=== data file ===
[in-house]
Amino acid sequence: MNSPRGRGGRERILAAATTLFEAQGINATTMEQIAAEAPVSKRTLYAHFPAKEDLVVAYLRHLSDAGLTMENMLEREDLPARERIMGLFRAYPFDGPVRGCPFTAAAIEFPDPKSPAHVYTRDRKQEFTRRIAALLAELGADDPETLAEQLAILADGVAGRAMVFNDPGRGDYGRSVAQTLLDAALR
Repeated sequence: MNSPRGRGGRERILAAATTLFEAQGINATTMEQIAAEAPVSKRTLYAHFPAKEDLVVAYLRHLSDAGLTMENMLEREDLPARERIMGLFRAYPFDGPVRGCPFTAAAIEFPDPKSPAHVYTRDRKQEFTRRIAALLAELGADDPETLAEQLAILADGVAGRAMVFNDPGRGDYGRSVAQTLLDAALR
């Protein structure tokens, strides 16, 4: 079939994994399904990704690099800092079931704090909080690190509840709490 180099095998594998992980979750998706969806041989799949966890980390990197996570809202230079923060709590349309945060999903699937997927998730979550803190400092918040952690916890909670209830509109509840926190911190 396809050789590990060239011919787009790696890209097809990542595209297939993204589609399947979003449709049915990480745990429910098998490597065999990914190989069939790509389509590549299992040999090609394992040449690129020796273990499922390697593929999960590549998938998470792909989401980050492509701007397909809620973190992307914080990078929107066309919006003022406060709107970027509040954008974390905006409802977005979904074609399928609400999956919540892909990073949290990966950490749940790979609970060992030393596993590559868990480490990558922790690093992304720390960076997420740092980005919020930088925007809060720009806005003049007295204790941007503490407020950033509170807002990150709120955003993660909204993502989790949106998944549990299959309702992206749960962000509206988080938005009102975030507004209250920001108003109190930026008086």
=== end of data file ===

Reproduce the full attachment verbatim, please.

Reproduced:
[in-house]
Amino acid sequence: MNSPRGRGGRERILAAATTLFEAQGINATTMEQIAAEAPVSKRTLYAHFPAKEDLVVAYLRHLSDAGLTMENMLEREDLPARERIMGLFRAYPFDGPVRGCPFTAAAIEFPDPKSPAHVYTRDRKQEFTRRIAALLAELGADDPETLAEQLAILADGVAGRAMVFNDPGRGDYGRSVAQTLLDAALR
Repeated sequence: MNSPRGRGGRERILAAATTLFEAQGINATTMEQIAAEAPVSKRTLYAHFPAKEDLVVAYLRHLSDAGLTMENMLEREDLPARERIMGLFRAYPFDGPVRGCPFTAAAIEFPDPKSPAHVYTRDRKQEFTRRIAALLAELGADDPETLAEQLAILADGVAGRAMVFNDPGRGDYGRSVAQTLLDAALR
């Protein structure tokens, strides 16, 4: 079939994994399904990704690099800092079931704090909080690190509840709490 180099095998594998992980979750998706969806041989799949966890980390990197996570809202230079923060709590349309945060999903699937997927998730979550803190400092918040952690916890909670209830509109509840926190911190 396809050789590990060239011919787009790696890209097809990542595209297939993204589609399947979003449709049915990480745990429910098998490597065999990914190989069939790509389509590549299992040999090609394992040449690129020796273990499922390697593929999960590549998938998470792909989401980050492509701007397909809620973190992307914080990078929107066309919006003022406060709107970027509040954008974390905006409802977005979904074609399928609400999956919540892909990073949290990966950490749940790979609970060992030393596993590559868990480490990558922790690093992304720390960076997420740092980005919020930088925007809060720009806005003049007295204790941007503490407020950033509170807002990150709120955003993660909204993502989790949106998944549990299959309702992206749960962000509206988080938005009102975030507004209250920001108003109190930026008086």